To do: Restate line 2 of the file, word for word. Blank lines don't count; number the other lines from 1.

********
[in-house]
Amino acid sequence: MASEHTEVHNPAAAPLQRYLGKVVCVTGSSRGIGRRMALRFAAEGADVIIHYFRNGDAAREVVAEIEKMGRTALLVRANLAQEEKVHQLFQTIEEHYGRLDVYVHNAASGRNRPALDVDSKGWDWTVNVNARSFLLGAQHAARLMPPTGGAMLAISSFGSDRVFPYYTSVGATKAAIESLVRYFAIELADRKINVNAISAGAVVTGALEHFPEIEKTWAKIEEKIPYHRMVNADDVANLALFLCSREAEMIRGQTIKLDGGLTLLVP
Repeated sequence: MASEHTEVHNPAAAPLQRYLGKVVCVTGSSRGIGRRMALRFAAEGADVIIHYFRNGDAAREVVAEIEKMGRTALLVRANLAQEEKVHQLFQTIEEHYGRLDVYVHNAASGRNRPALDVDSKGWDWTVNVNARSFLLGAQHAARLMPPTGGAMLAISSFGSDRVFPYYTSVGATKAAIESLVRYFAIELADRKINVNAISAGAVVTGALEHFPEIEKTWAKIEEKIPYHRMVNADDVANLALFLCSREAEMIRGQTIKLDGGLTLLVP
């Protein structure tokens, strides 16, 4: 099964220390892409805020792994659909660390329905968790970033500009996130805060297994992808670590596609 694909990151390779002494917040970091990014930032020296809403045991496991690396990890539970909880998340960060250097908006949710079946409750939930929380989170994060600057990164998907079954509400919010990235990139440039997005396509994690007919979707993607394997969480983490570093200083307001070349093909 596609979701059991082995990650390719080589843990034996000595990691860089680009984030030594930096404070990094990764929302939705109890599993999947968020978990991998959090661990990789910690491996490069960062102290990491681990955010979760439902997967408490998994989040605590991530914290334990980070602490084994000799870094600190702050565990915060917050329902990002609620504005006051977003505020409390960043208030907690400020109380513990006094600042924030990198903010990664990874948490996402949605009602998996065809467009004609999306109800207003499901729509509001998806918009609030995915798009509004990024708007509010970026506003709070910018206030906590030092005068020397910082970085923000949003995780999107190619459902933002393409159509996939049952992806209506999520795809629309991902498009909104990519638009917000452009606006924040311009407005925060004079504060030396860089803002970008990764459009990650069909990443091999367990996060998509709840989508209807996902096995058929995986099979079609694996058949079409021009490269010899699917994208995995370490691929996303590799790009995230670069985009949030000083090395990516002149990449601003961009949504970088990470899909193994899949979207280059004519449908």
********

Amino acid sequence: MASEHTEVHNPAAAPLQRYLGKVVCVTGSSRGIGRRMALRFAAEGADVIIHYFRNGDAAREVVAEIEKMGRTALLVRANLAQEEKVHQLFQTIEEHYGRLDVYVHNAASGRNRPALDVDSKGWDWTVNVNARSFLLGAQHAARLMPPTGGAMLAISSFGSDRVFPYYTSVGATKAAIESLVRYFAIELADRKINVNAISAGAVVTGALEHFPEIEKTWAKIEEKIPYHRMVNADDVANLALFLCSREAEMIRGQTIKLDGGLTLLVP